Cantonese vs. Mandarin, what’s the difference? It’s a question asked by many, if not all who are unfamiliar with Chinese culture. Both Cantonese and Mandarin are dialects of the Chinese language, and both are spoken widely in mainland China. They both share the same base alphabet, but they’re mutually unintelligible when it comes to how they’re spoken.
Which Language Should You Learn?
If you plan on doing business in China or just traveling around the country, Mandarin is the language you’ll want to learn. It’s the only official language of China, and it’s used for national TV and radio, so the rate of fluency for Mandarin far outpaces Cantonese.
However, if you plan on living in Hong Kong, you might want to consider learning Cantonese instead, as it’s the dominant tongue there.
If you’re really looking for a challenge and plan on learning both languages, it’s said that it’s easier to first learn Mandarin, then build up to Cantonese.
Where Are Cantonese and Mandarin Spoken?
Mandarin, the official state language of China, is the language spoken in most regions throughout the country, including Beijing and Shanghai, although many provinces do speak their own local dialect. Mandarin is also the main dialect of Taiwan and Singapore.
Cantonese is spoken by the people of Hong Kong, Macau and the wider Guangdong province, including Guangzhou.
Can I Speak Mandarin in Hong Kong?
Yes, but it’s not recommended. Roughly half of the Hong Kong population can speak Mandarin, but only because it’s a necessity for doing business in China. Nearly all residents of Hong Kong still use Cantonese as their first language. It’s worth noting – there is a bit of contempt at the attempts of the Chinese government to push Mandarin over Cantonese.
If you’re a non-native speaker, it’s preferred that you use English over Mandarin. This advice applies to Macau as well.
Watch Your Tone
Tones, tones, tones. Both Mandarin and Cantonese are tonal languages, meaning one word can have multiple meanings depending on how it’s pronounced. Cantonese has nine tones, Mandarin has just five. Nailing the tones is what makes these languages among the most difficult to learn.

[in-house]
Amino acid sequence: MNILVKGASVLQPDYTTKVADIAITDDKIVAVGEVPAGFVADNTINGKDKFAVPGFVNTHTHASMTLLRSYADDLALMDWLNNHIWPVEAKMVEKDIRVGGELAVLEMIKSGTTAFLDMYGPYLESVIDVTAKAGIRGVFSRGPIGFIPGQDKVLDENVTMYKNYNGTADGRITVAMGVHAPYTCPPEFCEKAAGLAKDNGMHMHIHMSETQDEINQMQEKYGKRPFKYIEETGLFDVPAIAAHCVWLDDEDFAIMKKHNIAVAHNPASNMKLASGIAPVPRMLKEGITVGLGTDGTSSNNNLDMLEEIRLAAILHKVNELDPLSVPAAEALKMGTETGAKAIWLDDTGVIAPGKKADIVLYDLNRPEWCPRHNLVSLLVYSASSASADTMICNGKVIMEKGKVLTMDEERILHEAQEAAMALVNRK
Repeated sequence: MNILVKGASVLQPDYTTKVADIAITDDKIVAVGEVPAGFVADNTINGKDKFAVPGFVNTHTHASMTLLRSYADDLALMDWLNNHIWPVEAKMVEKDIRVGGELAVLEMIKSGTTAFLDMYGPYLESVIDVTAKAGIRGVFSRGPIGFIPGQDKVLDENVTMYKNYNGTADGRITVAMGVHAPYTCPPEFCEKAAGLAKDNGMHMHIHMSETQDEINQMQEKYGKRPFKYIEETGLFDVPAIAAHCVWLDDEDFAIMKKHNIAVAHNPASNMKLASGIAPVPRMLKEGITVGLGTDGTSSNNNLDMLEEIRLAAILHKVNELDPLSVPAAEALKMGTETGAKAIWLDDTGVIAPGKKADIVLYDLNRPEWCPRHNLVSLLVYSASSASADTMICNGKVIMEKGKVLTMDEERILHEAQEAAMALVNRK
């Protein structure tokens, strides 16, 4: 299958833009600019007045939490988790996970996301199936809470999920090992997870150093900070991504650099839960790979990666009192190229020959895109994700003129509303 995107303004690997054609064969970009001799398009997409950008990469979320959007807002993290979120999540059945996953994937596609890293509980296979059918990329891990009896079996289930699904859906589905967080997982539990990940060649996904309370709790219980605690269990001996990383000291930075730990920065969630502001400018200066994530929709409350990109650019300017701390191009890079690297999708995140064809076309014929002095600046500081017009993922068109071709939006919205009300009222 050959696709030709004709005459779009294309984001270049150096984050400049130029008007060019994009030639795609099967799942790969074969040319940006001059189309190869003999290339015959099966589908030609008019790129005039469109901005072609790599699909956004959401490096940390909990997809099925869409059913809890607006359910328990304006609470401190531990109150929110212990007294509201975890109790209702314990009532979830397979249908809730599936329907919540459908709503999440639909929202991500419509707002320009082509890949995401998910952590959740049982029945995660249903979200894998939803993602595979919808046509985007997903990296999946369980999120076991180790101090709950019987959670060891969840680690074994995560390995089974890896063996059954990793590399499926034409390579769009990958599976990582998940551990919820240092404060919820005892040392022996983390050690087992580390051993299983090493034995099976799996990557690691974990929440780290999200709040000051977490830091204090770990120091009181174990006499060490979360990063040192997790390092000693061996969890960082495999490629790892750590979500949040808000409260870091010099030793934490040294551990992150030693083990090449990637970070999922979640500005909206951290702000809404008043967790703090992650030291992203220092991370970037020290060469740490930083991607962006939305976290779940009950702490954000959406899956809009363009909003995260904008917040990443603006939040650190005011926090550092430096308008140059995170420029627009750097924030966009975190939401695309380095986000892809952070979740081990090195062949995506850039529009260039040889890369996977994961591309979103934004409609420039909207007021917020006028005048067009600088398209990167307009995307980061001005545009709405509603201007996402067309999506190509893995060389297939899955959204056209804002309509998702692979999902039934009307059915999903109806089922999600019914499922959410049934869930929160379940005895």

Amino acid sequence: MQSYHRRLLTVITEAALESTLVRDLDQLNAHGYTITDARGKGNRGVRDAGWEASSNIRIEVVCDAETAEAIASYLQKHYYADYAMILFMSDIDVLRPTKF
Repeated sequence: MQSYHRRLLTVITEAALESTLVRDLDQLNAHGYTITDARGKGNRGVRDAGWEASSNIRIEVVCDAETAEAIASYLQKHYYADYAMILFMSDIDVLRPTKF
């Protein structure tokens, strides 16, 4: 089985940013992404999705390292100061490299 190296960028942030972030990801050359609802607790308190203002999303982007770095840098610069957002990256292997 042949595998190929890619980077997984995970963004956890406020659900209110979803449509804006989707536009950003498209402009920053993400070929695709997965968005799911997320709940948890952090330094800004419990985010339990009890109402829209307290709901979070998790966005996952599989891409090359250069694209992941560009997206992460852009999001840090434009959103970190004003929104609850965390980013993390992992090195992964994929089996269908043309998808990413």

What About the Alphabets?
Both Cantonese and Mandarin share the Chinese alphabet, but even that isn’t as simple as it sounds.
China is increasingly adapting to Simplified Chinese, which uses characters that employ simpler brushstrokes and a smaller collection of symbols. However, Taiwan, Hong Kong, and Singapore continue to use Traditional Chinese, which has more complex brushstrokes and therefore a slightly different collection of symbols. This means that those who use Traditional Chinese are able to understand Simplified Chinese, but those who use Simplified Chinese have a difficult time understanding Traditional Chinese.
Do All Chinese People Speak Mandarin?
Nope. Even though many in Hong Kong are beginning to learn Mandarin as a second language, they’ll rarely speak the language. And the same goes for Macau.
Due to the hundreds of different dialects, many regions in China speak their local language natively and actually have a limited knowledge of Mandarin. This is especially true in
This is especially true in Tibet, Xinjiang, and some of the northern regions near Mongolia and Korea. The good news, however, is that although not everyone speaks Mandarin, there’s usually always someone nearby who does.